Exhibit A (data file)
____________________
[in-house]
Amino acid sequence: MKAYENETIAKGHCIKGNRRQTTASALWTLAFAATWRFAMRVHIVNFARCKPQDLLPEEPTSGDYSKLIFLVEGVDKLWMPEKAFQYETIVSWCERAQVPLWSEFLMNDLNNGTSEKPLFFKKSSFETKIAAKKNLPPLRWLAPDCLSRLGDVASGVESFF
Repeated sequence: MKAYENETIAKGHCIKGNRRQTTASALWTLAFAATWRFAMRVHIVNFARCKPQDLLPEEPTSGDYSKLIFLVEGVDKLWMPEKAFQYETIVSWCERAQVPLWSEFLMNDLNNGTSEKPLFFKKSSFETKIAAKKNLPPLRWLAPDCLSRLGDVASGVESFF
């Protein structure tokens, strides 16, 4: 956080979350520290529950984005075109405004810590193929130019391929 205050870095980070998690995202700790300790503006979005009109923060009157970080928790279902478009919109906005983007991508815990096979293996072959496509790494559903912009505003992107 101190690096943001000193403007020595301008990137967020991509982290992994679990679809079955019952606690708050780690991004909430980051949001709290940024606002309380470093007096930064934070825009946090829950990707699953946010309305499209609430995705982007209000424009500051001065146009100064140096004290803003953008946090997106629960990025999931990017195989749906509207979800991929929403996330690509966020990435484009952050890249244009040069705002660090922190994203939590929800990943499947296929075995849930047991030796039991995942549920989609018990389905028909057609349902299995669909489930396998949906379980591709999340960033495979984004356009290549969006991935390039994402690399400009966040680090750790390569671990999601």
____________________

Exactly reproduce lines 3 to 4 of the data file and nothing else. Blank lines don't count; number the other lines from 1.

Repeated sequence: MKAYENETIAKGHCIKGNRRQTTASALWTLAFAATWRFAMRVHIVNFARCKPQDLLPEEPTSGDYSKLIFLVEGVDKLWMPEKAFQYETIVSWCERAQVPLWSEFLMNDLNNGTSEKPLFFKKSSFETKIAAKKNLPPLRWLAPDCLSRLGDVASGVESFF
């Protein structure tokens, strides 16, 4: 956080979350520290529950984005075109405004810590193929130019391929 205050870095980070998690995202700790300790503006979005009109923060009157970080928790279902478009919109906005983007991508815990096979293996072959496509790494559903912009505003992107 101190690096943001000193403007020595301008990137967020991509982290992994679990679809079955019952606690708050780690991004909430980051949001709290940024606002309380470093007096930064934070825009946090829950990707699953946010309305499209609430995705982007209000424009500051001065146009100064140096004290803003953008946090997106629960990025999931990017195989749906509207979800991929929403996330690509966020990435484009952050890249244009040069705002660090922190994203939590929800990943499947296929075995849930047991030796039991995942549920989609018990389905028909057609349902299995669909489930396998949906379980591709999340960033495979984004356009290549969006991935390039994402690399400009966040680090750790390569671990999601």